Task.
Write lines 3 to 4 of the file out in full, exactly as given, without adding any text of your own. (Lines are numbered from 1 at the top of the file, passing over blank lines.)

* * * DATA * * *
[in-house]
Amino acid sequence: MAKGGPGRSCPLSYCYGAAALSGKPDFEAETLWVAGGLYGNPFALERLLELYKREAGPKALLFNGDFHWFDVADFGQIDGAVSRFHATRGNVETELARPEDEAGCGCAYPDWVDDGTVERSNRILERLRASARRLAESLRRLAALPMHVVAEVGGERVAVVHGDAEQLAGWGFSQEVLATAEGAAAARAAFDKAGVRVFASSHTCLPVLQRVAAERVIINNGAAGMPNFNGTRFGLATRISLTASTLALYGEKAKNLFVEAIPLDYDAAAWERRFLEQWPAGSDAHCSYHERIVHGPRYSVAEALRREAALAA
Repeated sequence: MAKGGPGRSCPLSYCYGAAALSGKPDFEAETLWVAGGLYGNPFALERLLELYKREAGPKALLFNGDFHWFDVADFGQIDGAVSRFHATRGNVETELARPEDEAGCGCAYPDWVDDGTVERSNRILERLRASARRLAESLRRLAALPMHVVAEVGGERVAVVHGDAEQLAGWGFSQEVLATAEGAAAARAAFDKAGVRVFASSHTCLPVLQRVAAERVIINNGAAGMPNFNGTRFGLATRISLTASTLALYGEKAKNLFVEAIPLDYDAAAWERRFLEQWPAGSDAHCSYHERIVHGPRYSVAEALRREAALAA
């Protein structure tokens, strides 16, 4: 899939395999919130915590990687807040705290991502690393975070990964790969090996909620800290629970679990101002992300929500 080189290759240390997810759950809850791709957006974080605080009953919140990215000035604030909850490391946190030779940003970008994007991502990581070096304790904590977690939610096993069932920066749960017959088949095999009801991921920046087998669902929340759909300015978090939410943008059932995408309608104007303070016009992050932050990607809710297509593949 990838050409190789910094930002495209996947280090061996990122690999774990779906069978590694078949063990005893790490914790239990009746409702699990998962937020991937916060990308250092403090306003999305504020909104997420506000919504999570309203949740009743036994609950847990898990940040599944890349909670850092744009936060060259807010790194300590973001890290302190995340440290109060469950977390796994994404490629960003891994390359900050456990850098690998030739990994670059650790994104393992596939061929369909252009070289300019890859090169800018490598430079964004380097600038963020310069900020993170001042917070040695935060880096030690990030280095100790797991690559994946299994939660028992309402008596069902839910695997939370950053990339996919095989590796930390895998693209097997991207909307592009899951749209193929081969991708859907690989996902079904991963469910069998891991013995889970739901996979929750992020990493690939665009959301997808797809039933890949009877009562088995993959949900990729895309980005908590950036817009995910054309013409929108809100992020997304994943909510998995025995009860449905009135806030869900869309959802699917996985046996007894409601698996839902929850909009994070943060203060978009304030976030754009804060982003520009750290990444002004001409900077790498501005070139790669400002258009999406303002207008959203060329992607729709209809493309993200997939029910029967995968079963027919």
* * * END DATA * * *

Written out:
Repeated sequence: MAKGGPGRSCPLSYCYGAAALSGKPDFEAETLWVAGGLYGNPFALERLLELYKREAGPKALLFNGDFHWFDVADFGQIDGAVSRFHATRGNVETELARPEDEAGCGCAYPDWVDDGTVERSNRILERLRASARRLAESLRRLAALPMHVVAEVGGERVAVVHGDAEQLAGWGFSQEVLATAEGAAAARAAFDKAGVRVFASSHTCLPVLQRVAAERVIINNGAAGMPNFNGTRFGLATRISLTASTLALYGEKAKNLFVEAIPLDYDAAAWERRFLEQWPAGSDAHCSYHERIVHGPRYSVAEALRREAALAA
């Protein structure tokens, strides 16, 4: 899939395999919130915590990687807040705290991502690393975070990964790969090996909620800290629970679990101002992300929500 080189290759240390997810759950809850791709957006974080605080009953919140990215000035604030909850490391946190030779940003970008994007991502990581070096304790904590977690939610096993069932920066749960017959088949095999009801991921920046087998669902929340759909300015978090939410943008059932995408309608104007303070016009992050932050990607809710297509593949 990838050409190789910094930002495209996947280090061996990122690999774990779906069978590694078949063990005893790490914790239990009746409702699990998962937020991937916060990308250092403090306003999305504020909104997420506000919504999570309203949740009743036994609950847990898990940040599944890349909670850092744009936060060259807010790194300590973001890290302190995340440290109060469950977390796994994404490629960003891994390359900050456990850098690998030739990994670059650790994104393992596939061929369909252009070289300019890859090169800018490598430079964004380097600038963020310069900020993170001042917070040695935060880096030690990030280095100790797991690559994946299994939660028992309402008596069902839910695997939370950053990339996919095989590796930390895998693209097997991207909307592009899951749209193929081969991708859907690989996902079904991963469910069998891991013995889970739901996979929750992020990493690939665009959301997808797809039933890949009877009562088995993959949900990729895309980005908590950036817009995910054309013409929108809100992020997304994943909510998995025995009860449905009135806030869900869309959802699917996985046996007894409601698996839902929850909009994070943060203060978009304030976030754009804060982003520009750290990444002004001409900077790498501005070139790669400002258009999406303002207008959203060329992607729709209809493309993200997939029910029967995968079963027919």